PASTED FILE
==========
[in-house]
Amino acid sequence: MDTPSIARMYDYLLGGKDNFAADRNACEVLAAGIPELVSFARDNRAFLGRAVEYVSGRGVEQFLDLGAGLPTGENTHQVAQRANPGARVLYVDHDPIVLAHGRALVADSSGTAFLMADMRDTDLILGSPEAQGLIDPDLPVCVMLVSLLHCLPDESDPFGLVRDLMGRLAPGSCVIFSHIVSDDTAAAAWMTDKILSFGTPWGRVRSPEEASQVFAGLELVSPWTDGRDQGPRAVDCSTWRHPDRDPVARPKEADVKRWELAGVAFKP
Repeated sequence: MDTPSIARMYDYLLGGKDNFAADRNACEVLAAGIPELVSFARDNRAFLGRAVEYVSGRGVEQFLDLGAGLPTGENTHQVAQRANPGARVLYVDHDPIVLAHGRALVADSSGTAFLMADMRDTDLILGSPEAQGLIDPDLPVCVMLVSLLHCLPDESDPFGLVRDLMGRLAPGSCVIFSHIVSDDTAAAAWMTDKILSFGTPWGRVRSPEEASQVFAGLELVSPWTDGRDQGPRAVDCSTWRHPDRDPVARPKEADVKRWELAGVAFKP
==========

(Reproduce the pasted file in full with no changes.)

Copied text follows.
[in-house]
Amino acid sequence: MDTPSIARMYDYLLGGKDNFAADRNACEVLAAGIPELVSFARDNRAFLGRAVEYVSGRGVEQFLDLGAGLPTGENTHQVAQRANPGARVLYVDHDPIVLAHGRALVADSSGTAFLMADMRDTDLILGSPEAQGLIDPDLPVCVMLVSLLHCLPDESDPFGLVRDLMGRLAPGSCVIFSHIVSDDTAAAAWMTDKILSFGTPWGRVRSPEEASQVFAGLELVSPWTDGRDQGPRAVDCSTWRHPDRDPVARPKEADVKRWELAGVAFKP
Repeated sequence: MDTPSIARMYDYLLGGKDNFAADRNACEVLAAGIPELVSFARDNRAFLGRAVEYVSGRGVEQFLDLGAGLPTGENTHQVAQRANPGARVLYVDHDPIVLAHGRALVADSSGTAFLMADMRDTDLILGSPEAQGLIDPDLPVCVMLVSLLHCLPDESDPFGLVRDLMGRLAPGSCVIFSHIVSDDTAAAAWMTDKILSFGTPWGRVRSPEEASQVFAGLELVSPWTDGRDQGPRAVDCSTWRHPDRDPVARPKEADVKRWELAGVAFKP